UNESCO Calls for Smartphone Ban in Schools Worldwide; emphasizes the need for a “human-centered vision”

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  • UNESCO’s report on technology in education urges countries to carefully consider how technology is used in schools. 
  •  It also warned of the danger of data leaks in educational tech, as only 16 per cenpercentt of countries guarantee data privacy in the classroom, by law. 
  • The report has recommended that smartphones should be banned from schools in a bid to tackle classroom disruption, improve learning and help protect children from online bullying.  
  • “The digital revolution holds immeasurable potential but, just as warnings have been voiced for how it should be regulated in society, similar attention must be paid to the way it is used in education,” said Unesco’s director general 

A new UN report raised concerns about the excessive use of smartphones, calling for them to be banned in schools worldwide. According to the UN’s education, science, and culture agency UNESCO, the overuse of mobile phones impacts learning.

A report by the United Nations has recommended that smartphones should be banned from schools in a bid to tackle classroom disruption, improve learning and help protect children from online bullying.

According to a news agency, the UN’s education, science, and culture agency, Unesco, said there was evidence that excessive mobile phone usage was linked to reduced educational performance. High levels of screen time had a negative effect on children’s emotional stability as well, it added.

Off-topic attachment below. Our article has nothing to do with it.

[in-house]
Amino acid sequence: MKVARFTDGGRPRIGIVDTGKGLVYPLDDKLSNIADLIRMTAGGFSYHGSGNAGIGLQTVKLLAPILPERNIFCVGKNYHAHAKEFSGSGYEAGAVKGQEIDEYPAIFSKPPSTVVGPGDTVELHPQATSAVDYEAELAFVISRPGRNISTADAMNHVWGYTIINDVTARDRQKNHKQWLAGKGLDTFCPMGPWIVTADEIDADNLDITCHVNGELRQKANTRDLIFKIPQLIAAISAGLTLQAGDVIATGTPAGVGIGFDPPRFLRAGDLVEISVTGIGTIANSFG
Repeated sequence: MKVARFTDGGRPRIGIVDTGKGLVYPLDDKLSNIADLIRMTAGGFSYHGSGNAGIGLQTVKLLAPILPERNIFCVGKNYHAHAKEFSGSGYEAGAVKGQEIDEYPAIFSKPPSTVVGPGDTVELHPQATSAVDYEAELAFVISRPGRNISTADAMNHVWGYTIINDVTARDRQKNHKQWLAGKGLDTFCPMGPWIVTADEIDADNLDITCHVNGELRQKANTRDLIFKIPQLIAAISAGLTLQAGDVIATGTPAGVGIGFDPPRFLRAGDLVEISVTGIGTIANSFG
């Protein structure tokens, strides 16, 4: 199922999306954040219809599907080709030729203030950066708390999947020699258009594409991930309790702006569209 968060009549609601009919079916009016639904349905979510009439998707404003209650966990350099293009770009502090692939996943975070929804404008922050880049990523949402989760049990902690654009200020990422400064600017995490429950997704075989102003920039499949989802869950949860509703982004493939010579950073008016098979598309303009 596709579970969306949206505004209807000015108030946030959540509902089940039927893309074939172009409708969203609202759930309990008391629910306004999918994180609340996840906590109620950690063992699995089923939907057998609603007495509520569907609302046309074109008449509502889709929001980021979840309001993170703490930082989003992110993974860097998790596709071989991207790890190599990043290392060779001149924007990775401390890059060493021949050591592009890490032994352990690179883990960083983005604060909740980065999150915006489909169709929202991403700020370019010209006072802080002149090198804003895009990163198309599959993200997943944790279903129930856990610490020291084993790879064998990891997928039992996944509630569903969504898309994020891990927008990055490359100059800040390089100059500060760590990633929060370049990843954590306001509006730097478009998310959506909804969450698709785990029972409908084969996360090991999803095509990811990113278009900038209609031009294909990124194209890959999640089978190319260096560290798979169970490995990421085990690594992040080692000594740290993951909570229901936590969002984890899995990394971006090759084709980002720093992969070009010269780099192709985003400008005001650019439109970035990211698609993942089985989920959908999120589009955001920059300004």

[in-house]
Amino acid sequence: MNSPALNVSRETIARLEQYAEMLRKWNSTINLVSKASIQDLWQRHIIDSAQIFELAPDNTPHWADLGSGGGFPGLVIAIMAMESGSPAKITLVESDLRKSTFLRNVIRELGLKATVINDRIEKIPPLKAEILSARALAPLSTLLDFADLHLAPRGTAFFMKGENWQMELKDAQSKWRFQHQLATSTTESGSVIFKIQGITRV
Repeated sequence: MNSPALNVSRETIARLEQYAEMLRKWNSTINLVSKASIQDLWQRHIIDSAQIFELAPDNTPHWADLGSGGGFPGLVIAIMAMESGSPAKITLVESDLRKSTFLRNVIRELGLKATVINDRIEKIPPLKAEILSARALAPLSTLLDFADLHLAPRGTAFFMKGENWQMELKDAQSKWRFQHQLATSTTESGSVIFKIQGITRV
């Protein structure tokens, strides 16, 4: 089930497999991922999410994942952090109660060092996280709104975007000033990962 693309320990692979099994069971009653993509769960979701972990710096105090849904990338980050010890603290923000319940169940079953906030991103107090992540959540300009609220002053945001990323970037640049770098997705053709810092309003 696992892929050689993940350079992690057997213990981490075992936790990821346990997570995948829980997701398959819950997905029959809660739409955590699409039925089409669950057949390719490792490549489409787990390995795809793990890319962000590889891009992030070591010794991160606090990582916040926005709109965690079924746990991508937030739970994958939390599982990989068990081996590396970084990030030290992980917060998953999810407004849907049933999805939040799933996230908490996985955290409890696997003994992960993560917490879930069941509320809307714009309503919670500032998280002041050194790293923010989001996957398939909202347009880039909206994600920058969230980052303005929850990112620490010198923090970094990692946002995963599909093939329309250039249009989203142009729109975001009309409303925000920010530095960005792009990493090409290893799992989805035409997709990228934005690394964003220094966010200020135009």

The Unesco report highlighted that digital technology, including smartphones and artificial intelligence (AI), should be subservient to the “human-centered vision” of education and should never replace face-to-face interaction with teachers. “Not all change constitutes progress. Just because something can be done does not mean it should be done,” the report stated.

The UN agency warned policymakers against an unthinking embrace of digital technology and asked them to take heed of the “social dimension of education”. “Those urging increasing individualization may be missing the point of what education is about,” it added.

“The digital revolution holds immeasurable potential but, just as warnings have been voiced for how it should be regulated in society, similar attention must be paid to the way it is used in education,” said Unesco’s director general, Audrey Azoulay, as per the outlet.

“Its use must be for enhanced learning experiences and for the wellbeing of students and teachers, not to their detriment. Keep the needs of the learner first and support teachers. Online connections are no substitute for human interaction,” she added.

Further, the Unesco report also pointed out that there is very less robust research to demonstrate that digital technology inherently added value to education. Much of the evidence was funded by private education companies trying to sell digital learning products, it said. Their growing influence on education policy around the world was “a cause for concern,” Unesco stated.

The UN agency urged countries to ensure they had clear objectives and principles in place to ensure digital technology was beneficial to students instead of harming them.

(With inputs from agencies)

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